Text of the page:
Southeastern

No trains will run on the vast majority of the network in Kent and East Sussex. There will be two trains per hour in each direction for most of Saturday on these lines: Bexleyheath, Bromley North, Bromley South, Sidcup and Woolwich.

On the high speed line there will be two trains per hour to and from Ashford International and four per hour to and from Ebbsfleet International.

On the Sevenoaks line there will be two trains per hour to and from Sevenoaks and four per hour to and from Orpington.

Southern

Due to engineering work there will be very few local stopping services in south London. No trains will serve Clapham Junction or Victoria, with most diverted to London Bridge.

Stansted Express

Services will run between London Liverpool Street and Stansted Airport from 7am to 11pm.

Thameslink

Services will be split north and south, with nothing running between London St Pancras and London Bridge.

TransPennine Express

A reduced timetable will operate and only on these routes: between Huddersfield and York, Manchester Airport and Preston, and Cleethorpes and Sheffield.

Transport for Wales

Transport for Wales is not involved in the industrial action but some of its services will be extremely busy due to other operators running reduced timetables.

West Midlands Railway

A limited timetable will operate only on these routes: between Lichfield Trent Valley and Redditch/Bromsgrove via Birmingham New Street, and between Birmingham New Street and Wolverhampton via local stations. Those not involved in the dispute will see no major impact, but their services could be busier than normal due to timetable cuts elsewhere.

Why are the rail strikes happening?

The Rail Delivery Group (RDG) – which represents the rail operators – has said the RMT was offered a nine per cent pay deal, with 13 per cent to the lowest-paid workers, to end the row with train operators, and accused the union of blocking a resolution.

Speaking outside London’s Euston station, RMT general secretary, Mick Lynch, told Sky News: “We haven’t accepted it because it’s a really poor offer. It’s rubbish, really, it’s way below the rate of inflation.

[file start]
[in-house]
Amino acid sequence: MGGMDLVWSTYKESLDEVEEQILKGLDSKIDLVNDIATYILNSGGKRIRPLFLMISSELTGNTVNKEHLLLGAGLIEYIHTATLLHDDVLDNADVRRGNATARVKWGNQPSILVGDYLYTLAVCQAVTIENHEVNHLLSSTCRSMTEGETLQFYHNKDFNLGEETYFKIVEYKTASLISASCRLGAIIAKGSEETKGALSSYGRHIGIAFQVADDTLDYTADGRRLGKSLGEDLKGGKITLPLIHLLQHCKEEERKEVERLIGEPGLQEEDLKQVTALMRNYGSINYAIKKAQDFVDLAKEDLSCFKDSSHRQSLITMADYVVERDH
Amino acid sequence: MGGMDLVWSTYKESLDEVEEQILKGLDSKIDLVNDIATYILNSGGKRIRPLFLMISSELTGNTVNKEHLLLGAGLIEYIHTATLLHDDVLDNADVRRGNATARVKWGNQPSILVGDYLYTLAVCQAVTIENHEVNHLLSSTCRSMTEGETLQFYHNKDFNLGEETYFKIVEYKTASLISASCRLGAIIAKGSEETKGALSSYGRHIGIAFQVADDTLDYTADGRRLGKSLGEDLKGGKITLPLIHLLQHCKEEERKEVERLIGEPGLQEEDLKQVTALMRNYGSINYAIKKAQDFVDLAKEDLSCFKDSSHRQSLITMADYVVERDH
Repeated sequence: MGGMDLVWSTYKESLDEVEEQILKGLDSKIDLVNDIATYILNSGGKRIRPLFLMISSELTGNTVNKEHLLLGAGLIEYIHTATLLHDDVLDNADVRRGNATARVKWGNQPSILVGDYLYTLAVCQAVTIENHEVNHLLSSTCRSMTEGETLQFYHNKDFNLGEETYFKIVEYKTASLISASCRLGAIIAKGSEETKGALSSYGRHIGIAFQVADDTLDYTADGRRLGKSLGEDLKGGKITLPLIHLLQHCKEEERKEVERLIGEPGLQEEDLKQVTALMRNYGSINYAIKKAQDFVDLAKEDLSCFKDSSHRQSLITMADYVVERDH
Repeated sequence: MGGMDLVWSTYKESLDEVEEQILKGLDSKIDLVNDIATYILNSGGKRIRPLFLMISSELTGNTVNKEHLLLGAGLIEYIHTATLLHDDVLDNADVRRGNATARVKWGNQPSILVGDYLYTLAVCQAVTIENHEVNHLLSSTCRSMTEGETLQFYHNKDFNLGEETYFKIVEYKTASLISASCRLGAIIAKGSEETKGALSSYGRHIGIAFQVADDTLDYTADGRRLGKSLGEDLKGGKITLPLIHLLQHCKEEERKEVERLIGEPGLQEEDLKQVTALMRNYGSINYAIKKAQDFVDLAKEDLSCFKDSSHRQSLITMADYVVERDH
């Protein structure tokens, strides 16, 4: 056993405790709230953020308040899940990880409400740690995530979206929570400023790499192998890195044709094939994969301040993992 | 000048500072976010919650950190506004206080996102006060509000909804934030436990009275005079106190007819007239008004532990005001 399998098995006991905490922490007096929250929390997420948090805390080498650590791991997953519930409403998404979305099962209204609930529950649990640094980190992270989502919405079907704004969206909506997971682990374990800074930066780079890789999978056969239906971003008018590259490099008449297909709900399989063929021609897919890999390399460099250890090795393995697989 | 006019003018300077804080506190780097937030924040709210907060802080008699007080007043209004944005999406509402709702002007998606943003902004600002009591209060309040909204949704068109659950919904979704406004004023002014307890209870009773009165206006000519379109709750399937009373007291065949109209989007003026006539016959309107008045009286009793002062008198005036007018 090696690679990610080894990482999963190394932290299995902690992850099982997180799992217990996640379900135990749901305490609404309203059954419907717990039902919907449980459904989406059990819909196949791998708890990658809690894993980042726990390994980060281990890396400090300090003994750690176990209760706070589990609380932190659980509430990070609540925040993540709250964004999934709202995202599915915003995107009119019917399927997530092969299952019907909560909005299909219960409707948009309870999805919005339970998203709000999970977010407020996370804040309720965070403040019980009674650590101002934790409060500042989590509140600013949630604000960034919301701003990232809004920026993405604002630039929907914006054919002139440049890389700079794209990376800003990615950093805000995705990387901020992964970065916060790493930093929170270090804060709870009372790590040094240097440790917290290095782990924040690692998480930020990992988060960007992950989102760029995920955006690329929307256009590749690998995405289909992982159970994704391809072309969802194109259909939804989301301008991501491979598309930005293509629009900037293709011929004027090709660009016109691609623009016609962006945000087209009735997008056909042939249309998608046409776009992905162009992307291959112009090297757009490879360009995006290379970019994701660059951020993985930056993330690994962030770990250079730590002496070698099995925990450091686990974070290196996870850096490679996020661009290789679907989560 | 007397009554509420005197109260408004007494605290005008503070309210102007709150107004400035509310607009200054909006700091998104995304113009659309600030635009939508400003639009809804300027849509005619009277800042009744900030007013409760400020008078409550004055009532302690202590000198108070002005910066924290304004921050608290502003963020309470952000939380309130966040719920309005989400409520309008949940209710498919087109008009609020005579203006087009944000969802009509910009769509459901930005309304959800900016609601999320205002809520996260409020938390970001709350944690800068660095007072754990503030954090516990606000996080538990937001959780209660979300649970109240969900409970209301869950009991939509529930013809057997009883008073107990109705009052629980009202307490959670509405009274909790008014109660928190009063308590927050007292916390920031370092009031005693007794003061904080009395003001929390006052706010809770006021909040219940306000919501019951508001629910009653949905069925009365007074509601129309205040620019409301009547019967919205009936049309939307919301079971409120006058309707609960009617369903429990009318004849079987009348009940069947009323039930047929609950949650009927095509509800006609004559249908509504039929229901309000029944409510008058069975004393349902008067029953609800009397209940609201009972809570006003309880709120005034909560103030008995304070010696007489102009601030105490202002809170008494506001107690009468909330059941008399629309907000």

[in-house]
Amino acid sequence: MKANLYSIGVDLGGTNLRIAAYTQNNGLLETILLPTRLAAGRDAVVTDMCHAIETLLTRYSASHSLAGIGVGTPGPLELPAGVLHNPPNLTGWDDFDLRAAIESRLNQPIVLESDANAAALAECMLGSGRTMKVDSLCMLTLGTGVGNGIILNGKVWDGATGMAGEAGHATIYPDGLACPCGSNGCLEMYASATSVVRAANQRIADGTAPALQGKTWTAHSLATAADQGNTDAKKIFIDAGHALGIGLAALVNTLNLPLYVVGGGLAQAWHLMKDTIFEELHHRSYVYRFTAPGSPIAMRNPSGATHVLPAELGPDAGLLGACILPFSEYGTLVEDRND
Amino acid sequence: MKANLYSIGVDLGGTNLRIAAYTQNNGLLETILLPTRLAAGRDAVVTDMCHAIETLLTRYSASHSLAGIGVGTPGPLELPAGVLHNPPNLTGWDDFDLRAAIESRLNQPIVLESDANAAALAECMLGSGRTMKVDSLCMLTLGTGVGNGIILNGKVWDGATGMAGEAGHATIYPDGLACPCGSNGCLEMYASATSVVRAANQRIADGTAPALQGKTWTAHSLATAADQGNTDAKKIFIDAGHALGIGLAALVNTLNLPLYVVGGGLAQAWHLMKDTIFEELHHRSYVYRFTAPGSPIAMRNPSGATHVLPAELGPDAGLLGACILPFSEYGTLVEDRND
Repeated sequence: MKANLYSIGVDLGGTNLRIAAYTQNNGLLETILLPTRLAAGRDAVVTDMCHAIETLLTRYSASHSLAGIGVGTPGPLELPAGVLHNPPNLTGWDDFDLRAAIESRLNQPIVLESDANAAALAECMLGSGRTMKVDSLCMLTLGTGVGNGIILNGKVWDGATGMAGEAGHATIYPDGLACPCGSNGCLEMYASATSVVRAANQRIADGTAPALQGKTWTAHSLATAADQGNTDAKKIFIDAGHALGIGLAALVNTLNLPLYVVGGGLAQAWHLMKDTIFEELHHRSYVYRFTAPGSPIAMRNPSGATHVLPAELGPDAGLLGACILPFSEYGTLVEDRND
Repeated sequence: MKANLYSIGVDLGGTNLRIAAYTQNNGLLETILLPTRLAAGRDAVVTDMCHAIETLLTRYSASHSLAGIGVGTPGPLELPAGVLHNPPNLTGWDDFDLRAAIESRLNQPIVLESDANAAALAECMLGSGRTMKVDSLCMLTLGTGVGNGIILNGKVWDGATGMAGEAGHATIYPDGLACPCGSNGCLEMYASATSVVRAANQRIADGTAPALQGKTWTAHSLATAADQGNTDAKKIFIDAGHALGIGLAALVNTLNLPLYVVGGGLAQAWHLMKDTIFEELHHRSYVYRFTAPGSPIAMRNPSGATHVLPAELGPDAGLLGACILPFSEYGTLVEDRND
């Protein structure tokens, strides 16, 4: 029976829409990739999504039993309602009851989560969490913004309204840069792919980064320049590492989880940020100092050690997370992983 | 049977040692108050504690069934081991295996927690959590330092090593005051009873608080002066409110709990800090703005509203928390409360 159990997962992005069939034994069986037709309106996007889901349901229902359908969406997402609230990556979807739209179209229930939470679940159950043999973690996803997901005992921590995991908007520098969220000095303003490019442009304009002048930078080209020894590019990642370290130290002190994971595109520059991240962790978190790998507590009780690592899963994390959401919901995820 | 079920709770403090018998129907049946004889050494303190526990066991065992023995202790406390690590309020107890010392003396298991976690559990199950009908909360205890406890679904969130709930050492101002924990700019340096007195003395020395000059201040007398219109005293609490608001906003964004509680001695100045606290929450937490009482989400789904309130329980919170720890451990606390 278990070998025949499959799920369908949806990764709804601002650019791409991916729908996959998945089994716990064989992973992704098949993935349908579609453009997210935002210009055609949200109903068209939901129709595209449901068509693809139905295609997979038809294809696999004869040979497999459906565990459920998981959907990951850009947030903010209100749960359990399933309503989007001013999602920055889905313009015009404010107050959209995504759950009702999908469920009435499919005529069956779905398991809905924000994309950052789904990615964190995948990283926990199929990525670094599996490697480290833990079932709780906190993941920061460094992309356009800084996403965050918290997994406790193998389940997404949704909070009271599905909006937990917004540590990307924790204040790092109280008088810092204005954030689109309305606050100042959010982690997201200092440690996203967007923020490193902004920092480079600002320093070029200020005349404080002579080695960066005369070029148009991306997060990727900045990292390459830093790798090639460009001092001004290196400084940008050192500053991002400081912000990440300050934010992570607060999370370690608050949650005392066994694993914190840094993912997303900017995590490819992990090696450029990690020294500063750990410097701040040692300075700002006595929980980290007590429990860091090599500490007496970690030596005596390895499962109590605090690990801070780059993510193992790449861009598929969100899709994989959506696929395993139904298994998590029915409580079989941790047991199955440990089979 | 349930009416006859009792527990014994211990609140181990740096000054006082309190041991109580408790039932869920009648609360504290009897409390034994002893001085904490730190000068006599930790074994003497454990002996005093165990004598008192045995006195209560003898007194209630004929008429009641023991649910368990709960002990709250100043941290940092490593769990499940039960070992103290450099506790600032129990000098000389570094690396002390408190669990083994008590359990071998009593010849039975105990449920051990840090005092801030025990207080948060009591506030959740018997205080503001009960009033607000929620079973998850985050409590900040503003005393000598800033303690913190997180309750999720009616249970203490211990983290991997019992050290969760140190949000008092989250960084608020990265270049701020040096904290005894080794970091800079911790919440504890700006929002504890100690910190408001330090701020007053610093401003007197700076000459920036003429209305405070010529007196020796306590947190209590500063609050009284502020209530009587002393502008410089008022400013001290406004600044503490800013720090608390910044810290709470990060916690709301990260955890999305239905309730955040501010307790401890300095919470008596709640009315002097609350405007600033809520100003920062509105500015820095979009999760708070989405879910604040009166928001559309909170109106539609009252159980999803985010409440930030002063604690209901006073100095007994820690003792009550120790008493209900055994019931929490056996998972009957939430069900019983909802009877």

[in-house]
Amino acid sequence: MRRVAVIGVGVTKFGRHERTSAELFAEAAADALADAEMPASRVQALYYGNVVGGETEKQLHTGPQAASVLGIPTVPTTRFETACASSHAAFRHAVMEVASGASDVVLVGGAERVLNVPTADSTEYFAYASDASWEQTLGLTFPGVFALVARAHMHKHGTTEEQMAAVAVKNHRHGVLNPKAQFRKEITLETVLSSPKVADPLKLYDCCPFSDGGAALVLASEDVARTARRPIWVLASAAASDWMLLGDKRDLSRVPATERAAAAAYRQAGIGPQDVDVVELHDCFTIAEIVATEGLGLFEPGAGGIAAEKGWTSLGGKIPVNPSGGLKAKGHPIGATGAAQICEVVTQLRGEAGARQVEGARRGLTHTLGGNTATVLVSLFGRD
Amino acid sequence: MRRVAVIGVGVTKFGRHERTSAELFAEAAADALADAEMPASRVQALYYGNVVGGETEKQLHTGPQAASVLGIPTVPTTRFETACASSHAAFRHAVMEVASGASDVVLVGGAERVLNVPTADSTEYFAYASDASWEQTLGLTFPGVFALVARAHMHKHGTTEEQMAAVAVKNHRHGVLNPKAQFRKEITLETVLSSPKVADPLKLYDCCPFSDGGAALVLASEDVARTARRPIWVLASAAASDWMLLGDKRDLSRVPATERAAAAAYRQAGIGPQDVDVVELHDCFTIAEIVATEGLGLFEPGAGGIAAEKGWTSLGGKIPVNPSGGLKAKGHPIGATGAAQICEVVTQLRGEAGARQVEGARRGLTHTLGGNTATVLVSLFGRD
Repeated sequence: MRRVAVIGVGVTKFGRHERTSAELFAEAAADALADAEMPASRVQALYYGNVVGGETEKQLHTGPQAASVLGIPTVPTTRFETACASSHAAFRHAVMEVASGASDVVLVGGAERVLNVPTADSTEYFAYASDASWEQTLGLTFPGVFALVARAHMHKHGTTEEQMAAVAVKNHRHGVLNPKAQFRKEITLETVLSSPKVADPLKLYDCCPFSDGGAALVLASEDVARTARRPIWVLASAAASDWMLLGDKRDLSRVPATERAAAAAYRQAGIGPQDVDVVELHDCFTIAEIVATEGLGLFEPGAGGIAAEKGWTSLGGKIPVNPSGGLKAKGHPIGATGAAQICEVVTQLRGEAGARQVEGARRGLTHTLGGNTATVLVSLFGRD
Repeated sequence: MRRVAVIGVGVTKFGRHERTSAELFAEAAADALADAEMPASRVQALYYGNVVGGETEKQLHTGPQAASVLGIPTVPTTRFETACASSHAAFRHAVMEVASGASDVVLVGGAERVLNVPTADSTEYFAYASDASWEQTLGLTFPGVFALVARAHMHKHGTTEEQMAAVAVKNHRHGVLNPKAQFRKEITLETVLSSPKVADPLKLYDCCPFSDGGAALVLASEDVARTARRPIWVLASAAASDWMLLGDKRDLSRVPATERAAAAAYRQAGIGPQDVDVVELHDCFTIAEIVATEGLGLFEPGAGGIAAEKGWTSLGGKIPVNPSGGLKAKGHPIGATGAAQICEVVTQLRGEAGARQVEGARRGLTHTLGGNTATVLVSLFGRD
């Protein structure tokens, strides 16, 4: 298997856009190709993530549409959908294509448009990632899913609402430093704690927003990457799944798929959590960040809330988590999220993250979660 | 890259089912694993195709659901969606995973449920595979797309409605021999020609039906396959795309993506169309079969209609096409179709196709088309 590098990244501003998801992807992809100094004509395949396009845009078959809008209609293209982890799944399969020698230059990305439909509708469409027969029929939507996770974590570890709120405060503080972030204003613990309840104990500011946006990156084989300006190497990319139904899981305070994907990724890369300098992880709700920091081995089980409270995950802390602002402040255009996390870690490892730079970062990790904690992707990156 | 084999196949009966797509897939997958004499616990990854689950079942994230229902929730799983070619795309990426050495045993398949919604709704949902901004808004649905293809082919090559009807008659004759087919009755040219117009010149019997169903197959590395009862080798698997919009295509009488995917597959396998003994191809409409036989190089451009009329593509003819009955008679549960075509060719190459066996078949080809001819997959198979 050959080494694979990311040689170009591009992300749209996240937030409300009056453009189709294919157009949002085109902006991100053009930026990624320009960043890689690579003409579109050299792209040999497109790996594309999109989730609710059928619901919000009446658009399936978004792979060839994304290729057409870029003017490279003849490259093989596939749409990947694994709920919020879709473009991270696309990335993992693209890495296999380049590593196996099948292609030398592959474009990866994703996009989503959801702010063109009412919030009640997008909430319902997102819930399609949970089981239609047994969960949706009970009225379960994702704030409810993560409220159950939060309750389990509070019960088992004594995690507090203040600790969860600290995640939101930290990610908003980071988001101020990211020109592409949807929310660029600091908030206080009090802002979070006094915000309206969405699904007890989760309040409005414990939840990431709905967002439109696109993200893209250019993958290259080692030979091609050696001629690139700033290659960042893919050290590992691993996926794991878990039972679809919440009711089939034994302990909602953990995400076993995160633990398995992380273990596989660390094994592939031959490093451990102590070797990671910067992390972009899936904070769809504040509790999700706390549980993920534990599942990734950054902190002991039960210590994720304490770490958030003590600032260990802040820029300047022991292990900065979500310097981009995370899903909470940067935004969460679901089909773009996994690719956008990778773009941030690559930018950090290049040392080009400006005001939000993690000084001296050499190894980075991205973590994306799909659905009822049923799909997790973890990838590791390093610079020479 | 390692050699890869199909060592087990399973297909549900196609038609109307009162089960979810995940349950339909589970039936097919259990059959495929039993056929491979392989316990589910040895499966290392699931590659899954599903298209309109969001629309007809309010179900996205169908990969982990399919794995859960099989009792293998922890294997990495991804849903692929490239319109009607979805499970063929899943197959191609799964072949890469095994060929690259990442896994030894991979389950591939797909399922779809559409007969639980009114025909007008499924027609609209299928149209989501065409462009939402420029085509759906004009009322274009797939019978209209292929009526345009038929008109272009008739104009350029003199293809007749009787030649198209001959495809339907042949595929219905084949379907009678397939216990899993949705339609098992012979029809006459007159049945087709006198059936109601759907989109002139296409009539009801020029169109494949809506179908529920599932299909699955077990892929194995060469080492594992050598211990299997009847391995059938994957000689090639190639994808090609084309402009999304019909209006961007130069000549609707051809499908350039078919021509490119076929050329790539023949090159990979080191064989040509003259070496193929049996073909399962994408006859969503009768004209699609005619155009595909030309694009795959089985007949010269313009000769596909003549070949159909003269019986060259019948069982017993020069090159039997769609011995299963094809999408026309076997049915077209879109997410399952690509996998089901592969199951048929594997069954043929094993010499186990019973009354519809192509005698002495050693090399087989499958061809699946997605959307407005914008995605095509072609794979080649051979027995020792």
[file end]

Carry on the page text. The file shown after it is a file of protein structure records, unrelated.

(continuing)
“We haven’t had a pay increase for three years and members during that period have been subjected to an inflation rate on the retail price index of over 22 per cent.

“We’ve been offered 9 per cent over two years, but they have to fund that themselves through cuts to their terms and conditions, changes to their working practices.”

Steve Montgomery, chair of the RDG, said: “This latest round of strikes will be a further inconvenience to our customers, who have already experienced months of disruption, and cost our people even more money at a time they can least afford it.

“They will also be asking why the RMT leadership blocked the chance to resolve this dispute by refusing to give their members – many of whom would have benefited from a 13 per cent increase – a say on their own deal.

“Unfortunately, while we will pull out all the stops to keep as many trains running as possible, there will be reduced services across many parts of the rail network on all four strike days, so our advice is to check before you travel.”

A Department for Transport spokesman said: “RMT members at train operating companies are being denied a say on their own future, while being forced to lose more pay through avoidable strike action.

“We urge the RMT’s executive to put the Rail Delivery Group’s very fair offer to a democratic vote of their members, like it has on two separate occasions for RMT members working for Network Rail.”

By admin